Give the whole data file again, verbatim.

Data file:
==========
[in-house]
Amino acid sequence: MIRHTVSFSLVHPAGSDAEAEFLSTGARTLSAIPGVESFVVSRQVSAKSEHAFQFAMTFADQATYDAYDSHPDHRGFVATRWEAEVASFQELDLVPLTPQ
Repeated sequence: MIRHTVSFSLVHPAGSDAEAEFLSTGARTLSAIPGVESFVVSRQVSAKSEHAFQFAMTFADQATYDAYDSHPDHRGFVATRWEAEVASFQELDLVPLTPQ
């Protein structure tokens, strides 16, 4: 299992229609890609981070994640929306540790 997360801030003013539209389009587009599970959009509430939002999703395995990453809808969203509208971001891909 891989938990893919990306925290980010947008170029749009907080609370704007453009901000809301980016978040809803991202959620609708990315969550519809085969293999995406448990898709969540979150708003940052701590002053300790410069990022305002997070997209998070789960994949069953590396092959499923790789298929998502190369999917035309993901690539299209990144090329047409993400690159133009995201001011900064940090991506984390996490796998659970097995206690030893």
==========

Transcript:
[in-house]
Amino acid sequence: MIRHTVSFSLVHPAGSDAEAEFLSTGARTLSAIPGVESFVVSRQVSAKSEHAFQFAMTFADQATYDAYDSHPDHRGFVATRWEAEVASFQELDLVPLTPQ
Repeated sequence: MIRHTVSFSLVHPAGSDAEAEFLSTGARTLSAIPGVESFVVSRQVSAKSEHAFQFAMTFADQATYDAYDSHPDHRGFVATRWEAEVASFQELDLVPLTPQ
């Protein structure tokens, strides 16, 4: 299992229609890609981070994640929306540790 997360801030003013539209389009587009599970959009509430939002999703395995990453809808969203509208971001891909 891989938990893919990306925290980010947008170029749009907080609370704007453009901000809301980016978040809803991202959620609708990315969550519809085969293999995406448990898709969540979150708003940052701590002053300790410069990022305002997070997209998070789960994949069953590396092959499923790789298929998502190369999917035309993901690539299209990144090329047409993400690159133009995201001011900064940090991506984390996490796998659970097995206690030893």